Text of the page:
I Ask This Of You!
I have Parkinson's diseases and thought it would be nice to have a place where the contents of updated news is found in one place. That is why I began this blog.
I copy news articles pertaining to research, news and information for Parkinson's disease, Dementia, the Brain, Depression and Parkinson's with Dystonia. I also post about Fundraising for Parkinson's disease and events. I try to be up-to-date as possible.
I am not responsible for it's contents. I am just a copier of information searched on the computer. Please understand the copies are just that, copies and at times, I am unable to enlarge the wording or keep it uniformed as I wish.
This is for you to read and to always keep an open mind.
Please discuss this with your doctor, should you have any questions, or concerns.
Never do anything without talking to your doctor. I do not make any money from this website. I volunteer my time to help all of us to be informed. I will not accept any information about Herbal treatments curing Parkinson's, dementia and etc. It will go into Spam.
This is a free site for all with no advertisements.
Thank you for visiting!
Saturday, March 29, 2014
pain is highly subjective and difficult to describe, a working definition is “an unpleasant sensory and emotional
experience associated with actual or potential physical damage.” Its components are physical, cognitive,
behavioral, emotional and perceptual. Among people who have Parkinson’s disease (PD), pain is a
major complaint. In fact, up to 85 percent of people with Parkinson’s report pain as a troubling symptom.
Some of these people experience pain as an early symptom of Parkinson’s, before their disease has even
been diagnosed. Yet, pain in Parkinson’s disease often remains undiagnosed and untreated. Thus, it is important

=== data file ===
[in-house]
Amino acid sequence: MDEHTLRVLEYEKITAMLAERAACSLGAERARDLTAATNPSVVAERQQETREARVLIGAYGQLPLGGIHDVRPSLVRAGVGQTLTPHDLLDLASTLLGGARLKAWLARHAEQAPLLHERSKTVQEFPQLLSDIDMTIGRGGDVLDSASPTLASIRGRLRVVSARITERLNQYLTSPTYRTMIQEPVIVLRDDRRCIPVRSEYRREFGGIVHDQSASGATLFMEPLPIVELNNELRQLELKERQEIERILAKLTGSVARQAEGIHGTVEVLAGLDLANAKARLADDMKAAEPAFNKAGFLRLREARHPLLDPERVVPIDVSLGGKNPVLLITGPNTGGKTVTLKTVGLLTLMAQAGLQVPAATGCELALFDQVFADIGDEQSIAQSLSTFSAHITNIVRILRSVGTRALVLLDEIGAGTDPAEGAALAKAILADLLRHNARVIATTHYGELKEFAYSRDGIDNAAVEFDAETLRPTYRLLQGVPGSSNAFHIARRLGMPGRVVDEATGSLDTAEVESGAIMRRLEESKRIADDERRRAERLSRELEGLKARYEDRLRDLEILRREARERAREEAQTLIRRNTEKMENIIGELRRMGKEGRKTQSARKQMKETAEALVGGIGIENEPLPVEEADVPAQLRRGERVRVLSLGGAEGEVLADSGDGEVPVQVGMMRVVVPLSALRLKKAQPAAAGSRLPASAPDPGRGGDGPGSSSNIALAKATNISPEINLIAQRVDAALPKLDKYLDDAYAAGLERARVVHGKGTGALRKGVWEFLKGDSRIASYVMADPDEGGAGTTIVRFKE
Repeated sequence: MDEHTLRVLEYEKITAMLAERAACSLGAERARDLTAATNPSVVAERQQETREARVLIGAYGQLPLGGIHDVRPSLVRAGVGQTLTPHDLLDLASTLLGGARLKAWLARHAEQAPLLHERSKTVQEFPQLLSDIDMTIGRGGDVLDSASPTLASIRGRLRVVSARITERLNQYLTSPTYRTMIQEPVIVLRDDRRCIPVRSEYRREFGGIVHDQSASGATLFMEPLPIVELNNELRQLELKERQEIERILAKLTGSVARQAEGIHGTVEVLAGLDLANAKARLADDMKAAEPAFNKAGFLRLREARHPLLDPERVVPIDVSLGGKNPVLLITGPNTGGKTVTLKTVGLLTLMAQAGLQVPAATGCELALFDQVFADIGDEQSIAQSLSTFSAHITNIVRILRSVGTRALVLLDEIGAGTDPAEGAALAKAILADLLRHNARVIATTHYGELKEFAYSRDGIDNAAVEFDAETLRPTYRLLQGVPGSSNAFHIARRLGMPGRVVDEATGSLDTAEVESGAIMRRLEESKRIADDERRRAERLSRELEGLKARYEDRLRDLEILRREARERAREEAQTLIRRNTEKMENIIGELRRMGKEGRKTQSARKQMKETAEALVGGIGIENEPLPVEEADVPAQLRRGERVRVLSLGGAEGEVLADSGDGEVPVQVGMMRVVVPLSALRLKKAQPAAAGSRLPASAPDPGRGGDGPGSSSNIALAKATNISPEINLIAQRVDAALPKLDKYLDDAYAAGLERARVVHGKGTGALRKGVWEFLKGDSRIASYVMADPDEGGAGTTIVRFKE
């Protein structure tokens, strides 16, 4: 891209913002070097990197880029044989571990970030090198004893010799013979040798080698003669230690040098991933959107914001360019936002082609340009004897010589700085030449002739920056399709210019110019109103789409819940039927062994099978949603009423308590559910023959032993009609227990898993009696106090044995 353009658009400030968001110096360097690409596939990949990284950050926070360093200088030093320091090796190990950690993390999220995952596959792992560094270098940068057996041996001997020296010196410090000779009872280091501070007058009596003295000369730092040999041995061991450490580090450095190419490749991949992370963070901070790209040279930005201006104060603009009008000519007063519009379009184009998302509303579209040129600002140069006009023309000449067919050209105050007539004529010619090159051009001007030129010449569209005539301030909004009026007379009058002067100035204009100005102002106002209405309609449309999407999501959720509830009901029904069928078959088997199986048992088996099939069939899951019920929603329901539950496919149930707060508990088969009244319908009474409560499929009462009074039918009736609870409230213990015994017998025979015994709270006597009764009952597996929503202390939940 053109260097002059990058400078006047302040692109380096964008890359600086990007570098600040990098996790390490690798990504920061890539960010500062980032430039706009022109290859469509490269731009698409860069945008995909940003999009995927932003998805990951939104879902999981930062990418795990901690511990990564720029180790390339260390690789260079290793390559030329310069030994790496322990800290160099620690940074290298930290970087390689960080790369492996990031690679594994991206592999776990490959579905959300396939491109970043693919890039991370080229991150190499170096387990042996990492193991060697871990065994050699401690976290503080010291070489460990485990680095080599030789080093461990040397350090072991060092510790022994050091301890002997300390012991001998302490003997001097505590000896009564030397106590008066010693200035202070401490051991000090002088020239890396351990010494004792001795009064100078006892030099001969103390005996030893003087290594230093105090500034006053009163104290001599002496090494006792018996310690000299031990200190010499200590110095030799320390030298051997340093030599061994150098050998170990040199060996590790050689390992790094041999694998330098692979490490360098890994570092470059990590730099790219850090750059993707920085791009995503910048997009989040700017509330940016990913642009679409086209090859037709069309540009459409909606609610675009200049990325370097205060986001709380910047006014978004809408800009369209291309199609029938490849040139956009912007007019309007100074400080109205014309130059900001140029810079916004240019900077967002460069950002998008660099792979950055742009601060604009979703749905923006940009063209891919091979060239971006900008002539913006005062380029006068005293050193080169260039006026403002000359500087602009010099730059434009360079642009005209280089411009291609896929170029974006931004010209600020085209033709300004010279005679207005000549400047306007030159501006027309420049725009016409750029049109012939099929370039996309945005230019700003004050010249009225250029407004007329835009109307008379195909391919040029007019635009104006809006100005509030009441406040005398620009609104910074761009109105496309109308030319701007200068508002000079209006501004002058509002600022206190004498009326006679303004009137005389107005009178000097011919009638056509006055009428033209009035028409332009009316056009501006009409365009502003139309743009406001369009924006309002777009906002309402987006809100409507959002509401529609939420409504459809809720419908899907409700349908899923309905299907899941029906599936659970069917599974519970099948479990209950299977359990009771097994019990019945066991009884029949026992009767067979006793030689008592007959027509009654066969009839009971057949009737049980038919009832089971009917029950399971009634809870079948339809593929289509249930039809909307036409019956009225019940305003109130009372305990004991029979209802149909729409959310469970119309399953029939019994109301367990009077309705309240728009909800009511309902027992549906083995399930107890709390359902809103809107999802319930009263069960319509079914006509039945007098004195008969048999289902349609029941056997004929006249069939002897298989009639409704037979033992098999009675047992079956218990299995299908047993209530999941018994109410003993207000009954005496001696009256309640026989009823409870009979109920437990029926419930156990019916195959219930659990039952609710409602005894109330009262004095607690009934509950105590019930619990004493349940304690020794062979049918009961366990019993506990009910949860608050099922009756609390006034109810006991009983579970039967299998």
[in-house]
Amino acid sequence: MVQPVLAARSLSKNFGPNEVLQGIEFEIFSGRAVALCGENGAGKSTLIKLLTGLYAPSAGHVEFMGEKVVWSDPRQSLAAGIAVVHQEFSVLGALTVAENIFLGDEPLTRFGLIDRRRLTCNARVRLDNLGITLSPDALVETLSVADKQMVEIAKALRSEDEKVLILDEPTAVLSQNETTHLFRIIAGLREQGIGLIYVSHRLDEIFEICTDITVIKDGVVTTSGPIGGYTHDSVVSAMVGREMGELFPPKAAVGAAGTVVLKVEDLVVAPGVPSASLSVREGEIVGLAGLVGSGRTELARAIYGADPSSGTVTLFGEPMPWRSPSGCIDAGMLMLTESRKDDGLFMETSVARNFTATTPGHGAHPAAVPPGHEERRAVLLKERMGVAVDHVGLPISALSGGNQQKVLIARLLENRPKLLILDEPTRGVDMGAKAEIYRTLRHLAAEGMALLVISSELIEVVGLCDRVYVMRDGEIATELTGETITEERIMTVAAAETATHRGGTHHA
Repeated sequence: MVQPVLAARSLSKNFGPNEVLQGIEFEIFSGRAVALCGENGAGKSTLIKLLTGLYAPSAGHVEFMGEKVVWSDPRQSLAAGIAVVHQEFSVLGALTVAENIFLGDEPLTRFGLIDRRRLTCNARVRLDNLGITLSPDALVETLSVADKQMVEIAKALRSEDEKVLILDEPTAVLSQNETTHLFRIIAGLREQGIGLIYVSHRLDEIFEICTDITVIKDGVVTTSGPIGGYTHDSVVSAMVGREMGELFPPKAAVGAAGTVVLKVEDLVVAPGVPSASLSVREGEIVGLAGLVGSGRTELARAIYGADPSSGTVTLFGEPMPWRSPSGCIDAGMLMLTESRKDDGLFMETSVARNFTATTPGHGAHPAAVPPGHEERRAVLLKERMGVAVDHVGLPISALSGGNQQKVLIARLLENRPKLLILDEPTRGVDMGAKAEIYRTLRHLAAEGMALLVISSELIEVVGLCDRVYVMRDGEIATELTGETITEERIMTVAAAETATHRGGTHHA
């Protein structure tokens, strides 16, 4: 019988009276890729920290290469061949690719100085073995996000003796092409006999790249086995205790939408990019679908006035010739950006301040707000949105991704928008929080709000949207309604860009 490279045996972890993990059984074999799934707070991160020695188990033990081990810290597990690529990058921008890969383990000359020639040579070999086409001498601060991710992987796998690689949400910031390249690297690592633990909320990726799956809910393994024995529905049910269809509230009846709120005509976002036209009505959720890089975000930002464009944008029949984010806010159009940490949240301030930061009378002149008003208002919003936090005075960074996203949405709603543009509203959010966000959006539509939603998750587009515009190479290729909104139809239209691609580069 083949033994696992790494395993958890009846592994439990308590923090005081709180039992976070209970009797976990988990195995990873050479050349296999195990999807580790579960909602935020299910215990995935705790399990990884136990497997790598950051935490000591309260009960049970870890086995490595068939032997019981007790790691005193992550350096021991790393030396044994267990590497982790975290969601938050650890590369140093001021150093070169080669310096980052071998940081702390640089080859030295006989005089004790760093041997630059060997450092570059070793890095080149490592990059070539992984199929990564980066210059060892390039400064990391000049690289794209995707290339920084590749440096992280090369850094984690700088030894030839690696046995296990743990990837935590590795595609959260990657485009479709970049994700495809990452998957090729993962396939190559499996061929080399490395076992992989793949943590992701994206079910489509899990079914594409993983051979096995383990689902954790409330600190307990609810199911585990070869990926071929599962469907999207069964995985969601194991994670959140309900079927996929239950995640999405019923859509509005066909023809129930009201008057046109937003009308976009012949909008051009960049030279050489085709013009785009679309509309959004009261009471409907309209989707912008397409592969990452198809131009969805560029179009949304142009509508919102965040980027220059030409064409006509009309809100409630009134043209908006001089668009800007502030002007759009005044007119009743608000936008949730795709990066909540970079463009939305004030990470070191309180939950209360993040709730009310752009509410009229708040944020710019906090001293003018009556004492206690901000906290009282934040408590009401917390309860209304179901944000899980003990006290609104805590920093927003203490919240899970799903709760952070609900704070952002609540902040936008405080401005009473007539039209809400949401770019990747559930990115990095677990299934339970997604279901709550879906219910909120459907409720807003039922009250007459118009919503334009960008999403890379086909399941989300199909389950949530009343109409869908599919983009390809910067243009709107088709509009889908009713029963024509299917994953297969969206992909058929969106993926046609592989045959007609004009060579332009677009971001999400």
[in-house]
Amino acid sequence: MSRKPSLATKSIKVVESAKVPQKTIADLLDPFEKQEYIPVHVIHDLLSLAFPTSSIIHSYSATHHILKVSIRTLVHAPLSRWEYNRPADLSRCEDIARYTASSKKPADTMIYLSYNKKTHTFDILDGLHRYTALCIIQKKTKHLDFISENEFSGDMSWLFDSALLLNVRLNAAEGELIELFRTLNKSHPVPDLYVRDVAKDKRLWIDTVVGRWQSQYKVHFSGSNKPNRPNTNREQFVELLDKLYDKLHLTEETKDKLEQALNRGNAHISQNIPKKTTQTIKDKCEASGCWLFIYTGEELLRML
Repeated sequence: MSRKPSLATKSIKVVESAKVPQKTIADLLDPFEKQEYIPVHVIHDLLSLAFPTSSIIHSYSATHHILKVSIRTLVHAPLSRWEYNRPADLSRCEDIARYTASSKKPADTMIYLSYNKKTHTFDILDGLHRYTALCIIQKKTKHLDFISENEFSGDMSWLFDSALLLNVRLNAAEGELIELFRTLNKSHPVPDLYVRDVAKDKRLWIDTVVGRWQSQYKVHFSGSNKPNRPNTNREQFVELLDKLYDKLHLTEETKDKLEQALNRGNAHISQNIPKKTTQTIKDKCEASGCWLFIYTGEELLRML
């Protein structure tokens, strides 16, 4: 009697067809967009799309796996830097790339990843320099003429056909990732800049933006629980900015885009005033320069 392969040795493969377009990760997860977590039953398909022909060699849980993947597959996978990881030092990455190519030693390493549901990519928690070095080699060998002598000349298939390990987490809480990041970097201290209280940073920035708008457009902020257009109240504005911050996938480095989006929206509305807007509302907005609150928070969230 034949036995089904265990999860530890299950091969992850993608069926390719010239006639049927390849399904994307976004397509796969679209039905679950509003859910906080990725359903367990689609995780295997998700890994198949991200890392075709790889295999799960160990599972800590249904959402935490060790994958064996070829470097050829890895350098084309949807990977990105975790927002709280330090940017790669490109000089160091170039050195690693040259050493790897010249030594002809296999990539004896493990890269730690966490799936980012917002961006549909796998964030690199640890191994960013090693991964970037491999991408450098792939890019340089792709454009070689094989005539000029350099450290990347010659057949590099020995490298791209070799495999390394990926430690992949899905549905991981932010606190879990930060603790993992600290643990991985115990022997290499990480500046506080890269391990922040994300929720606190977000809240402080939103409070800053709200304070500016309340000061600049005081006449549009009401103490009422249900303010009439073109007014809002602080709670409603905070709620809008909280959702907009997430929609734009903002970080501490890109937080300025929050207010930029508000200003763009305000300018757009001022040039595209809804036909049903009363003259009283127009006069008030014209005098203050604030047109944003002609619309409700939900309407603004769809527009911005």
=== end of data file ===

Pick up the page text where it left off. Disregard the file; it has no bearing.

to understand that pain can be part of the Parkinson’s experience and to learn ways to manage it.
Tuesday, March 25, 2014
Monday, March 24, 2014
PD affects everyone differently, so sometimes it can be difficult to describe your specific PD symptoms. This is where the Parkinson’s Well-Being Map™ comes in by helping you document motor and non-motor symptoms in detail. Your doctor can use this information to assess your symptoms and consider your individual needs.
Clink on the link below to begin filling out your own map!
Sunday, March 23, 2014
European Journal of Neurology  Mar 17 [Epub ahead of print] (H.C.Wang, C.C.Lin, C.I.Lau, A.Chang, F.C.Sung, C.H.Kao)
People with Parkinson's Disease have been found to increase their likelihood of most accidental injuries, especially head injuries. The risk of injury increases with age.
People with Parkinson's Disease were found to have the following increased likelhood of injuries times what is normal : head injury 1.9, bone fracture and dislocation 1.4, all injuries 1.3, injury to spinal cord, plexus and nerves 1.25, superficial injuries and contusions 1.20, burns 1.0. The injury risk for those people with Parkinson's Disease who were 69-79 years old was significantly higher than those who were 50-69 years old.
So people with Parkinson's Disease demonstrate a significantly elevated risk of developing all accidental injury types except injuries caused by burns. The risk of injury increases as age increases.
Parkinsonism Related Disorders  Feb 22 [Epub ahead of print] (R.Mehanna, S.Moore, J.G.Hou, A.I.Sarwar, E.C.Lai)
The clinical features and development of Parkinson's Disease has been found to differ in many respects according to the age of onset of Parkinson's Disease. The age of onset can be roughly divided in to young onset (49 years old or younger), middle onset (50 to 69 years old), and late onset (70 years old or later).
Data collected included age at symptom onset, year of onset, family history of Parkinson's disease in first and second degree relatives, predominant first symptom, first anti parkinsonian medication prescribed, frequency of L-dopa-induced dyskinesia, therapy related dystonia, therapy related gastrointestinal side effects, hallucinations, dementia, depression and apathy. In numbers, the middle onset was the largest group (51%), followed by those with late onset (39%) and then those with young onset (10%).
Those with young onset were found to have a more frequent family history of Parkinson's disease and longer survival. Symptoms other than tremor were more frequent as the initial symptom of the young onset group. Depression was more frequent in the young onset group than middle onset or old onset. The frequency of tremor as the first symptom increased with advancing age at onset. The frequency of treatment related dyskinesia or dystonia decreased with advancing age at onset.